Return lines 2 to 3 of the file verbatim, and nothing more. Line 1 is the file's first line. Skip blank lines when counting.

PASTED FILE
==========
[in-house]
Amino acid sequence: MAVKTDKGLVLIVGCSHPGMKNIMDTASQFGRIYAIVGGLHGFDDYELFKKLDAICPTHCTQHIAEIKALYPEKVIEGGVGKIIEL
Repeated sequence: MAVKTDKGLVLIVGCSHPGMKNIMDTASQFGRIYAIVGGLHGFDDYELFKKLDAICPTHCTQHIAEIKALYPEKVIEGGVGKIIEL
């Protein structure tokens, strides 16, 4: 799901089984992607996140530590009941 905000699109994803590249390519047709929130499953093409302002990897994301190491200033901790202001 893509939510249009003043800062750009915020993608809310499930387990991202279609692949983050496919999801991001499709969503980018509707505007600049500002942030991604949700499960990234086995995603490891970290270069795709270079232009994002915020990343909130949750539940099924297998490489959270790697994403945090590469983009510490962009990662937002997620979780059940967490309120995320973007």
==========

Amino acid sequence: MAVKTDKGLVLIVGCSHPGMKNIMDTASQFGRIYAIVGGLHGFDDYELFKKLDAICPTHCTQHIAEIKALYPEKVIEGGVGKIIEL
Repeated sequence: MAVKTDKGLVLIVGCSHPGMKNIMDTASQFGRIYAIVGGLHGFDDYELFKKLDAICPTHCTQHIAEIKALYPEKVIEGGVGKIIEL